Officials plan to follow through with the more lenient Conditional MCO
Extending the Movement Control Order (MCO) beyond 4 February may do more harm than good to Malaysia’s economy, a top health official said.
The MCO was implemented a second time in mid-January, allowing essential sectors to operate in certain areas.
However, the government is wary of the economic impact an extended lockdown could have, and instead plans to follow through with the Conditional MCO.
Read more: MCO 2.0: How can HR support employees?
“We do not want to prolong the MCO. If it is prolonged, our economy could be affected. We need to balance health and economy, life and livelihood,” said Tan Sri Noor Hisham Abdullah, director-general of Malaysia’s Health Ministry.
“With the combination of the MCO and the Conditional MCO, we can reduce the number of cases to two digits by May. This is our projection.”
While MCO 2.0 was considerably more flexible than the first lockdown, the country still runs the risk of going bankrupt should it continue restricting business activity.
“During the first MCO, the country lost RM2.4bn (US$592.8m) daily,” Senior Minister Datuk Seri Ismail Sabri Yaakob told Bernama.
“The government also needs to focus on the people who depend on their daily income to make ends meet. That is why during MCO 2.0, we allow most economic sectors to operate. The welfare of the people and their safety are equally important,” he said.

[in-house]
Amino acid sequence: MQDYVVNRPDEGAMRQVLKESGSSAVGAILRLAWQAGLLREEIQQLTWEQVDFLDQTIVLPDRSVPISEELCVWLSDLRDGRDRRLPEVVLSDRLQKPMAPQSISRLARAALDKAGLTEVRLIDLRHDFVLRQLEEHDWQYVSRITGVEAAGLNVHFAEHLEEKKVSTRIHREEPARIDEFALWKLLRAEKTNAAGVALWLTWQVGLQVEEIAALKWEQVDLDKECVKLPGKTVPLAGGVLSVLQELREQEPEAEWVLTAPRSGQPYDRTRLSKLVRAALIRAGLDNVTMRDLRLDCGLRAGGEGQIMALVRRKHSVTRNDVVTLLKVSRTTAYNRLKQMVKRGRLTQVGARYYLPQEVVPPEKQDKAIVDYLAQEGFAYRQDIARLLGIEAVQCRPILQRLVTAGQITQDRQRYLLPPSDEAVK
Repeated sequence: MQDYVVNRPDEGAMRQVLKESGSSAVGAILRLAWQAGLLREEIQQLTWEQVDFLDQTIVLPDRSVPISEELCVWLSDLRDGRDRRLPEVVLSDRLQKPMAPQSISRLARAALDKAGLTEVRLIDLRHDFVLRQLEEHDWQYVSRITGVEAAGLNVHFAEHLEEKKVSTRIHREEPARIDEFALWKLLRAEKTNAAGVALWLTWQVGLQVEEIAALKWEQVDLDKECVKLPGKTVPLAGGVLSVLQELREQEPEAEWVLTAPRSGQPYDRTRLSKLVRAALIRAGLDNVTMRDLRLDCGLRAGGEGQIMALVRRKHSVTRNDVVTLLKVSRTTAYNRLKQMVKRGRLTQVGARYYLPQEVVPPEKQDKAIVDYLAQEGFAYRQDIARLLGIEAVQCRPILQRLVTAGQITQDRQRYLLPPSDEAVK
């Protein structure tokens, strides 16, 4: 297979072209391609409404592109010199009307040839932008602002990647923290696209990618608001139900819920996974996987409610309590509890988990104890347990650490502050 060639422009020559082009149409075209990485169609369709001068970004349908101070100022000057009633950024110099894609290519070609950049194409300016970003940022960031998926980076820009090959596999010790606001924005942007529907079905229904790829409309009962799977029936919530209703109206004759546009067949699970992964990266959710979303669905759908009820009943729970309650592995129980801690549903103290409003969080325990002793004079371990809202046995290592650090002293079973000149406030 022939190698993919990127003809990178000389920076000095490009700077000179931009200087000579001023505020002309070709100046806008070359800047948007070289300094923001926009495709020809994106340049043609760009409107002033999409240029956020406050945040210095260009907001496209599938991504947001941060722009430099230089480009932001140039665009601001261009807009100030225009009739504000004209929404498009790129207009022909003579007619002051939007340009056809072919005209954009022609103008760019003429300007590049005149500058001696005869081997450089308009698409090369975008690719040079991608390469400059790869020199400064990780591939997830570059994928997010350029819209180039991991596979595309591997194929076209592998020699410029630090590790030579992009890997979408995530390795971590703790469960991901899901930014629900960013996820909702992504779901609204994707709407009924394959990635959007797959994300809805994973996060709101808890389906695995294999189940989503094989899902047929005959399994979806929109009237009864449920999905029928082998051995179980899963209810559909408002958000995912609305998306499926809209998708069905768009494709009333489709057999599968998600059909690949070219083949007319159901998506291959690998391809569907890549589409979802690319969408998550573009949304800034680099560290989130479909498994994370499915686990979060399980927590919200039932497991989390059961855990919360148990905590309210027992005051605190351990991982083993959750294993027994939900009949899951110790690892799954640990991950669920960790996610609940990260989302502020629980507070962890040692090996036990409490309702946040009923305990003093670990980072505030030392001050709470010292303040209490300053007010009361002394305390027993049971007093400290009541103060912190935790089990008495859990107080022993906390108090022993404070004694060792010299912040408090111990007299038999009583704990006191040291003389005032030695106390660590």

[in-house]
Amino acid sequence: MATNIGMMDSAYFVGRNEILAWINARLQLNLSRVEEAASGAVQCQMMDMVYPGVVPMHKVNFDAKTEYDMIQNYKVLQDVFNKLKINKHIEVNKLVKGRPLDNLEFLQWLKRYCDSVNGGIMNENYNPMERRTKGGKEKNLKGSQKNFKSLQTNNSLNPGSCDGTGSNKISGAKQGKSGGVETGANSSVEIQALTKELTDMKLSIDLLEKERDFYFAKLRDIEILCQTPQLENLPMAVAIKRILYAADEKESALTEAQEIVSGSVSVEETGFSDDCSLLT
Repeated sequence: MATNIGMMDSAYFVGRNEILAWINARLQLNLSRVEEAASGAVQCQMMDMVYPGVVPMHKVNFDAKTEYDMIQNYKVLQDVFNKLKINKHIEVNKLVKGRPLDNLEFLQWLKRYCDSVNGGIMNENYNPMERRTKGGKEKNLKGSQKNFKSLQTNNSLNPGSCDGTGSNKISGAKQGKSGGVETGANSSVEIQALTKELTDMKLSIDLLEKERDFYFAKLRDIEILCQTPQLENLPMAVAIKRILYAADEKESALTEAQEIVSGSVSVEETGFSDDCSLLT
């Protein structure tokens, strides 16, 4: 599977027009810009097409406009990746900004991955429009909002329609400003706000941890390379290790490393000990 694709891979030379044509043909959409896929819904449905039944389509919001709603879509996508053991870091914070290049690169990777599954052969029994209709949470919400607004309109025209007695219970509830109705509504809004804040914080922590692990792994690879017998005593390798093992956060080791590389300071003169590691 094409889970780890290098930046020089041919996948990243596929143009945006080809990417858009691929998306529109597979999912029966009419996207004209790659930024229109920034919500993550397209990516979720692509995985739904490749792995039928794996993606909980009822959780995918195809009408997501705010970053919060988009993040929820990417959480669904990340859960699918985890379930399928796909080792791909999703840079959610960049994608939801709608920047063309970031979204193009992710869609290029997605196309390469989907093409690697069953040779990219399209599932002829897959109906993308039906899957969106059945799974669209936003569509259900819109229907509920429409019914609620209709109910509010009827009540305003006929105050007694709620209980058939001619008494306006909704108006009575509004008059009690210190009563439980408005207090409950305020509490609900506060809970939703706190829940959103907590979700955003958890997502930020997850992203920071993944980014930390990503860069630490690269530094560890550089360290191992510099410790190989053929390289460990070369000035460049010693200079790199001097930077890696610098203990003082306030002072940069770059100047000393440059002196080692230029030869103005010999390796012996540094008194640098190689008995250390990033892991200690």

“We do not want people to die due to COVID-19, and we also do not want them to die from not eating.”
However, a return to the more lenient CMCO could also be costly, especially at a time when daily COVID-19 cases in Malaysia surpass the 3,000 mark.
Former Prime Minister Datuk Seri Najib Razak believes extending MCO 2.0 for a while longer would require people to make short-term “sacrifices” but it could also help them avoid a long-term public health disaster.
“If we stop MCO and re-implement CMCO which has proven to have failed before, will we face MCO 3.0 again in the future?” he said.
“Why repeat things that have failed since the government is targeting 70% of the Malaysian population to receive the vaccine by the end of 2021?”